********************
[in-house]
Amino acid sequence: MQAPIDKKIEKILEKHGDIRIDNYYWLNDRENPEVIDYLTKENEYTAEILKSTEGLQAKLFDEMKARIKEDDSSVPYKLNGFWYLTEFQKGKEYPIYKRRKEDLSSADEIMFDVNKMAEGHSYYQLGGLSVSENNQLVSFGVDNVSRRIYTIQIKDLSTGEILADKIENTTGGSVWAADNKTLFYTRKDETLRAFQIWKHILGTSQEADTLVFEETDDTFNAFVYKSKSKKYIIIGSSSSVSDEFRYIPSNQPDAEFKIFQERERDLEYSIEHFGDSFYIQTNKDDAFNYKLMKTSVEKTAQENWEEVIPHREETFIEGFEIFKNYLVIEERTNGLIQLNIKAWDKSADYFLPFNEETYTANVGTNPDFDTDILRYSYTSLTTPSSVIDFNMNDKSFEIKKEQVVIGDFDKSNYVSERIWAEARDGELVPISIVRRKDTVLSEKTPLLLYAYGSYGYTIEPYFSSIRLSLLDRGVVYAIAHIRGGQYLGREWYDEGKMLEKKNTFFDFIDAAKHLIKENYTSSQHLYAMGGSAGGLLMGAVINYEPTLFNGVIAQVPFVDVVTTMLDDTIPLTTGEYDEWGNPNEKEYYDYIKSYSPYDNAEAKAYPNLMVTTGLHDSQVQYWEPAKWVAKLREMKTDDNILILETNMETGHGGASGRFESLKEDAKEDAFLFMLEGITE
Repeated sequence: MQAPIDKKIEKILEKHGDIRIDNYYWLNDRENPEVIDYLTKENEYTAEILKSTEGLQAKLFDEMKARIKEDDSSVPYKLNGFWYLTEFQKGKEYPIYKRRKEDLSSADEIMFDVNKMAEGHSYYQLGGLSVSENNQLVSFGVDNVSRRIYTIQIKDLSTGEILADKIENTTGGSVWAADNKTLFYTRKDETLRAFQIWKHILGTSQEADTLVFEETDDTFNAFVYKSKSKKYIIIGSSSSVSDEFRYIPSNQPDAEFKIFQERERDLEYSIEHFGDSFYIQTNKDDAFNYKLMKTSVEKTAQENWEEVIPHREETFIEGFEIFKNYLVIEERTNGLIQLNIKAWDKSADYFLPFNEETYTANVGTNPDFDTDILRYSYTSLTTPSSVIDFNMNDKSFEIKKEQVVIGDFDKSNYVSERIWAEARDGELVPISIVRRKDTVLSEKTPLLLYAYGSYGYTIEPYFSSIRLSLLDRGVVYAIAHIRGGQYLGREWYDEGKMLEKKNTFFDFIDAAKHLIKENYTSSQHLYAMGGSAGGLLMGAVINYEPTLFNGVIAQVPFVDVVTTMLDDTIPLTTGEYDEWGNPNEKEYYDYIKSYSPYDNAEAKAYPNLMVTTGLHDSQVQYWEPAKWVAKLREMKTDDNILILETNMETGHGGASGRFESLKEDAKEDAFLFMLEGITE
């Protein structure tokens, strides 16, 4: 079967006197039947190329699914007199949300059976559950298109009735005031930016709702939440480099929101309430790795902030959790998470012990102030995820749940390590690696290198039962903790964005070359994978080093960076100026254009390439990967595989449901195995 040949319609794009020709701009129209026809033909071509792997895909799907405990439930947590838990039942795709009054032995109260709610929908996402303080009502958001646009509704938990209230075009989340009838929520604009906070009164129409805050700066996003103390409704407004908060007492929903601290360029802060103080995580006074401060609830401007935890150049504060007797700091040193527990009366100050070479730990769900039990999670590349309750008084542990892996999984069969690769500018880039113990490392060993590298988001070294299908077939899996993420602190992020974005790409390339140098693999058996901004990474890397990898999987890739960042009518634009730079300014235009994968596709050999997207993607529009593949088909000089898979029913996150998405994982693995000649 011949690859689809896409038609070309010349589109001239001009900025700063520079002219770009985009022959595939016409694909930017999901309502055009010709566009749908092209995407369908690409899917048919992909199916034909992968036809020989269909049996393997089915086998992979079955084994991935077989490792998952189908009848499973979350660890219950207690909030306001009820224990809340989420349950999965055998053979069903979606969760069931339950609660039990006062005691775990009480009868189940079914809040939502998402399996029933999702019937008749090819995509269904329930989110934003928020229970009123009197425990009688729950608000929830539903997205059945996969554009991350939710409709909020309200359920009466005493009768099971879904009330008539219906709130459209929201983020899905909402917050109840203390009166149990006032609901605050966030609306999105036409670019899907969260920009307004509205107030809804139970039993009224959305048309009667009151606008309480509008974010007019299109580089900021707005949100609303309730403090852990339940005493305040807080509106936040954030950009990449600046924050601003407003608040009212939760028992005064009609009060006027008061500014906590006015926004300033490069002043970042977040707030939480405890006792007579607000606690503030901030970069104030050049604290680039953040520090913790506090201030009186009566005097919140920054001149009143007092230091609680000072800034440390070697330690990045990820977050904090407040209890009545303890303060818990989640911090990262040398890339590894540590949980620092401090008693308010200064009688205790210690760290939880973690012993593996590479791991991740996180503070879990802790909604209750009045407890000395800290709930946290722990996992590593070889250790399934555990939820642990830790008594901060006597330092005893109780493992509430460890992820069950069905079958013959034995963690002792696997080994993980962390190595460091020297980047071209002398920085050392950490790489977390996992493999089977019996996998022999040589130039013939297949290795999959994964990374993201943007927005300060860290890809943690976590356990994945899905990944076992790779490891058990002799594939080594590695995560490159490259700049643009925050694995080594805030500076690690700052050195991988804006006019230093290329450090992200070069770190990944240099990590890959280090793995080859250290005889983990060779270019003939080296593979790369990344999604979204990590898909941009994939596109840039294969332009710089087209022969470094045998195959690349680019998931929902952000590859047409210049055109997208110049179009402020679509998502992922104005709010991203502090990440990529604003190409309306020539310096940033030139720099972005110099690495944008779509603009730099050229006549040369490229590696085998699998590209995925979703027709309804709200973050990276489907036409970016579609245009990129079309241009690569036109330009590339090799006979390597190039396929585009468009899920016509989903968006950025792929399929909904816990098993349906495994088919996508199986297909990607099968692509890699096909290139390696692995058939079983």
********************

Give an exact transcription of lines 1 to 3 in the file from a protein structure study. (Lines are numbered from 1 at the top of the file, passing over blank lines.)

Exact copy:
[in-house]
Amino acid sequence: MQAPIDKKIEKILEKHGDIRIDNYYWLNDRENPEVIDYLTKENEYTAEILKSTEGLQAKLFDEMKARIKEDDSSVPYKLNGFWYLTEFQKGKEYPIYKRRKEDLSSADEIMFDVNKMAEGHSYYQLGGLSVSENNQLVSFGVDNVSRRIYTIQIKDLSTGEILADKIENTTGGSVWAADNKTLFYTRKDETLRAFQIWKHILGTSQEADTLVFEETDDTFNAFVYKSKSKKYIIIGSSSSVSDEFRYIPSNQPDAEFKIFQERERDLEYSIEHFGDSFYIQTNKDDAFNYKLMKTSVEKTAQENWEEVIPHREETFIEGFEIFKNYLVIEERTNGLIQLNIKAWDKSADYFLPFNEETYTANVGTNPDFDTDILRYSYTSLTTPSSVIDFNMNDKSFEIKKEQVVIGDFDKSNYVSERIWAEARDGELVPISIVRRKDTVLSEKTPLLLYAYGSYGYTIEPYFSSIRLSLLDRGVVYAIAHIRGGQYLGREWYDEGKMLEKKNTFFDFIDAAKHLIKENYTSSQHLYAMGGSAGGLLMGAVINYEPTLFNGVIAQVPFVDVVTTMLDDTIPLTTGEYDEWGNPNEKEYYDYIKSYSPYDNAEAKAYPNLMVTTGLHDSQVQYWEPAKWVAKLREMKTDDNILILETNMETGHGGASGRFESLKEDAKEDAFLFMLEGITE
Repeated sequence: MQAPIDKKIEKILEKHGDIRIDNYYWLNDRENPEVIDYLTKENEYTAEILKSTEGLQAKLFDEMKARIKEDDSSVPYKLNGFWYLTEFQKGKEYPIYKRRKEDLSSADEIMFDVNKMAEGHSYYQLGGLSVSENNQLVSFGVDNVSRRIYTIQIKDLSTGEILADKIENTTGGSVWAADNKTLFYTRKDETLRAFQIWKHILGTSQEADTLVFEETDDTFNAFVYKSKSKKYIIIGSSSSVSDEFRYIPSNQPDAEFKIFQERERDLEYSIEHFGDSFYIQTNKDDAFNYKLMKTSVEKTAQENWEEVIPHREETFIEGFEIFKNYLVIEERTNGLIQLNIKAWDKSADYFLPFNEETYTANVGTNPDFDTDILRYSYTSLTTPSSVIDFNMNDKSFEIKKEQVVIGDFDKSNYVSERIWAEARDGELVPISIVRRKDTVLSEKTPLLLYAYGSYGYTIEPYFSSIRLSLLDRGVVYAIAHIRGGQYLGREWYDEGKMLEKKNTFFDFIDAAKHLIKENYTSSQHLYAMGGSAGGLLMGAVINYEPTLFNGVIAQVPFVDVVTTMLDDTIPLTTGEYDEWGNPNEKEYYDYIKSYSPYDNAEAKAYPNLMVTTGLHDSQVQYWEPAKWVAKLREMKTDDNILILETNMETGHGGASGRFESLKEDAKEDAFLFMLEGITE